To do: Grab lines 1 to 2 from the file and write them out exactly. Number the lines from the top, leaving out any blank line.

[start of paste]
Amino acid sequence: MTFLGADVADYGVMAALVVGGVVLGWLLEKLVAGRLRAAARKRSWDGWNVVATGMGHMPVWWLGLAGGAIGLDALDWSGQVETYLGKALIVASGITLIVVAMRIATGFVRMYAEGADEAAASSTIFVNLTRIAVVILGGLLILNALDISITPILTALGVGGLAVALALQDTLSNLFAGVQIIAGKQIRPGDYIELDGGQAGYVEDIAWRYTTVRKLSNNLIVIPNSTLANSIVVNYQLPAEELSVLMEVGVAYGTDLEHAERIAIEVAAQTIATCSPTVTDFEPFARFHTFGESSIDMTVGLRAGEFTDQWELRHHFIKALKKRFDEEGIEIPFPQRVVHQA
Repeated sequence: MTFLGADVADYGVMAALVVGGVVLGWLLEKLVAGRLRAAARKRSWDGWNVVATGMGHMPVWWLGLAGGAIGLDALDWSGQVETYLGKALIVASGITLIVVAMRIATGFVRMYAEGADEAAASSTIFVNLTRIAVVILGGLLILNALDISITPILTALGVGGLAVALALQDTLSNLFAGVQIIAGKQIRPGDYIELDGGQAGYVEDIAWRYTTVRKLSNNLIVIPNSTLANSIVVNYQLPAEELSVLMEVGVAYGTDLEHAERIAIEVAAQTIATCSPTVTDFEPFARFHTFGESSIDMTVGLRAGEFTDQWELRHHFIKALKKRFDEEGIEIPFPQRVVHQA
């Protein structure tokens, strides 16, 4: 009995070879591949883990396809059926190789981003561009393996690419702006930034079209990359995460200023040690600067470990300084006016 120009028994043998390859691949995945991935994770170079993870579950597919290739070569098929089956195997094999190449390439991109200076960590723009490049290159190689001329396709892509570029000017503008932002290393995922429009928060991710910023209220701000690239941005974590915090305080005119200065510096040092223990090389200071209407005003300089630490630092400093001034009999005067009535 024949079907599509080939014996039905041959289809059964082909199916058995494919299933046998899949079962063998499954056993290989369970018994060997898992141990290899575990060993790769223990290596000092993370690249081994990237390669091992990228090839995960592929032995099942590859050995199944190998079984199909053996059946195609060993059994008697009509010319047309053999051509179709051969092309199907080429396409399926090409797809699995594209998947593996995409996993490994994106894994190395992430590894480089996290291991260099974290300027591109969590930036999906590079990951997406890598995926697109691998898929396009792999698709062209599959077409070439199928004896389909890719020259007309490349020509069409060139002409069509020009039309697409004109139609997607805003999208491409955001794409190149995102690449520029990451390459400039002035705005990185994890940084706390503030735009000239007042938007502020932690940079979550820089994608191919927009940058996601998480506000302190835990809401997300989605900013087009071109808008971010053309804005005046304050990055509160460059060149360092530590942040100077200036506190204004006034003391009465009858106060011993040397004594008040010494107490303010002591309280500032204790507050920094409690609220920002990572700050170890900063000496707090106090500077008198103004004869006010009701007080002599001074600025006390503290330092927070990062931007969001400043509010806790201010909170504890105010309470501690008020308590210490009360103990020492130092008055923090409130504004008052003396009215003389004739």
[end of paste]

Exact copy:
Amino acid sequence: MTFLGADVADYGVMAALVVGGVVLGWLLEKLVAGRLRAAARKRSWDGWNVVATGMGHMPVWWLGLAGGAIGLDALDWSGQVETYLGKALIVASGITLIVVAMRIATGFVRMYAEGADEAAASSTIFVNLTRIAVVILGGLLILNALDISITPILTALGVGGLAVALALQDTLSNLFAGVQIIAGKQIRPGDYIELDGGQAGYVEDIAWRYTTVRKLSNNLIVIPNSTLANSIVVNYQLPAEELSVLMEVGVAYGTDLEHAERIAIEVAAQTIATCSPTVTDFEPFARFHTFGESSIDMTVGLRAGEFTDQWELRHHFIKALKKRFDEEGIEIPFPQRVVHQA
Repeated sequence: MTFLGADVADYGVMAALVVGGVVLGWLLEKLVAGRLRAAARKRSWDGWNVVATGMGHMPVWWLGLAGGAIGLDALDWSGQVETYLGKALIVASGITLIVVAMRIATGFVRMYAEGADEAAASSTIFVNLTRIAVVILGGLLILNALDISITPILTALGVGGLAVALALQDTLSNLFAGVQIIAGKQIRPGDYIELDGGQAGYVEDIAWRYTTVRKLSNNLIVIPNSTLANSIVVNYQLPAEELSVLMEVGVAYGTDLEHAERIAIEVAAQTIATCSPTVTDFEPFARFHTFGESSIDMTVGLRAGEFTDQWELRHHFIKALKKRFDEEGIEIPFPQRVVHQA